Please stop romanticising the Soviet Union, it wasn’t romantic.
At the moment, #SovietUnion has 138.5M views on TikTok, the video platform used by mostly 19-35 year-olds. Many of these posts are romanticising the Soviet era and the USSR. Even more popular, the hashtag #Communism is at 588.8M views. Some posts are informational, perhaps even educational videos about leftist ideologies. But most of the users simply praise communism and marxism in their heavily filtered videos, viewed and endorsed by millions.
Of course one should be careful not to confuse communism, the ideology with socialism, Leninism, Trotskyism or any ideologies and politics based on Karl Marx’s theories. And it would be a shame to dismiss the Marxist ideologies based on what happened in the Soviet Union. But it’s also deeply insulting to worship communism without acknowledging what happened – and in some countries, still is happening – under the name of the ideology.
“Soviet aesthetics” have always been particularly admired on the internet. Abandoned panel buildings and worn-down amusement parks appear in Pinterest boards, Chernobyl is a hugely popular destination for photographers and apparently an interior design inspiration for some. Designers like Gosha Rubchinskiy and Yulia Yefimtchuk turned post-Soviet casual-wear high fashion. And in some cities, one can rent the Soviet experience for only £25 per day.
This is all nice and well, as long as no one forgets that for some, Russian products, cheap plastic toys, old-fashioned pieces of furniture and ugly clothes were not trendy additions to a comfortable lifestyle. In fact, not options at all.
In rural parts of post-Soviet countries, vintage Adidas is not a thrift-shop treasure, but the sad reality. Worn-down panel buildings are not waiting for millennials to renovate them and rent them out via Airbnb – people actually live in them. And that Chernobyl is not just the set of a popular HBO series but a huge tragedy and evidence of how badly Soviet politics worked.
Russian army hats might look ‘cute’ in a TikTok video, but still, women remember the mass rape russian soldiers performed after WW2. Symbols such as the red star, the hammer and sickle, that some tattoo on themselves, bring back memories of Red terror, deportations, ethnical cleansing, Gulag camps, and mass killings ordered by the Soviet government. The USSR is responsible for the death tens of thousands of people in Russia, Ukraine, East Germany, Romania and Yugoslavia, amongst others.
Socialism has put countries through war and famine, resulting in poorness, alcoholism and (ironically) great social inequality and widespread corruption – all of these still evident. It left its mark on most post-Soviet countries: nationwide poorness left families constantly stocking up on canned food. Strict political regimes and frequent tortures made families paranoid. And in many countries, the horrible memories of that era contribute to the illiberal political regimes.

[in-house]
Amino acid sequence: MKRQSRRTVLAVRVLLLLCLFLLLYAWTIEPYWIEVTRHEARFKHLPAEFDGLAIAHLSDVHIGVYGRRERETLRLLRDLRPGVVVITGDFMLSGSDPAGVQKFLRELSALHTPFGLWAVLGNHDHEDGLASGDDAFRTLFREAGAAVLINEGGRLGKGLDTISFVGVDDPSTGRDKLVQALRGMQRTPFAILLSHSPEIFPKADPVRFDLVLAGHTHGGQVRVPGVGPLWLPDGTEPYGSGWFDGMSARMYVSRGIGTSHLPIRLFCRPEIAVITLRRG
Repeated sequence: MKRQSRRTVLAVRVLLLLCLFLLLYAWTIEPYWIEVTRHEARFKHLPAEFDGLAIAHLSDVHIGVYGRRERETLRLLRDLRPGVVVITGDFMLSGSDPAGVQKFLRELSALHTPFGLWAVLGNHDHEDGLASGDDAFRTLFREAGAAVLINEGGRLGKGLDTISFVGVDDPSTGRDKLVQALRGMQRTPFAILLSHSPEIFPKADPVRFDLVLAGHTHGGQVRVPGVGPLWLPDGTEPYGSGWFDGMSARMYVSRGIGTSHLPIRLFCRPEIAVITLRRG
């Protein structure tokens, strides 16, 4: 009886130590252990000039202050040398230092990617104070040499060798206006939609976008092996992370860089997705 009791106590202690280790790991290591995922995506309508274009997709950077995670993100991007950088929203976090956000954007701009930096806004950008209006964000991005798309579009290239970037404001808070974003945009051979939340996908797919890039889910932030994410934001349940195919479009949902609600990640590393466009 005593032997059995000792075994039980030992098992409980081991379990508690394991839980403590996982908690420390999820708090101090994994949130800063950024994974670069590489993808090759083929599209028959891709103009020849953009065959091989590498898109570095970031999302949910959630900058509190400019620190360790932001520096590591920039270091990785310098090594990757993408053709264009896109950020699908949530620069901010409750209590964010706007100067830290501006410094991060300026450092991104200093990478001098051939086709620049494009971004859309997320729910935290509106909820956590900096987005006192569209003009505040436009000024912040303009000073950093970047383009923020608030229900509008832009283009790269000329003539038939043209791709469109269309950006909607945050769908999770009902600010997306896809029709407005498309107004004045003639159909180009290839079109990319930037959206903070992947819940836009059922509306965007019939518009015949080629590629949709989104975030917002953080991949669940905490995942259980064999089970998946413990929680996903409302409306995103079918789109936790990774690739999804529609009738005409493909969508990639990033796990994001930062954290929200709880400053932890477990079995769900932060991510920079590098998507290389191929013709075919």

I might have been a communist myself
On TikTok, there are users who stand up against those romanticising communist regimes. “I made the video when I was a little hurt and angry that people have never lived under the regime/grew up with parents who did idolise the aesthetic,”
Dominika Majewska, a polish TikToker said. She posted a video asking those who idolise communism to check their privilege.
Growing up in the post-Soviet country, she always felt “that Poland was a couple of years behind.” Communism marked her family too: “My mum still has the attitude of “buy as much as you can” as she grew up quite poor and had to queue up for hours to get basic necessities like bread etc.”
“Everyone is entitled to their own opinion – I just feel like many of the ‘trendy’ videos about communism are a little ironic,” she says.
“The thing is, it is so easy to fall into the trap of communism if you know nothing about it,” another TikToker, Sam Kagan explained. “If you lack the knowledge of the millions placed into gulags during the attempt of communism, if you are unaware of the food shortages that starved whole populations, hearing about a theory that provides for all sounds great. If my parents weren’t immigrants from the USSR, and I never hear their stories, I might have been a communist myself.”
According to him, young people are fixated on utopianism, and lack of knowledge also helps leftist ideologies to gain power online. Granted, most users posting about communist ideologies are frustrated with the current political regimes and capitalism and look for a solution in ideologies.
“Communism is horrendous and it is absolutely immoral to romanticise it because by giving praise to such a theory, one is ignoring the millions who have been affected by it, the hundreds of thousands that have been massacred, the plently of refugees who sold off their whole lives to get away from it. By idolising such an ideology, one is directly ignoring the struggles and calls for help of the world,” Kagan commented.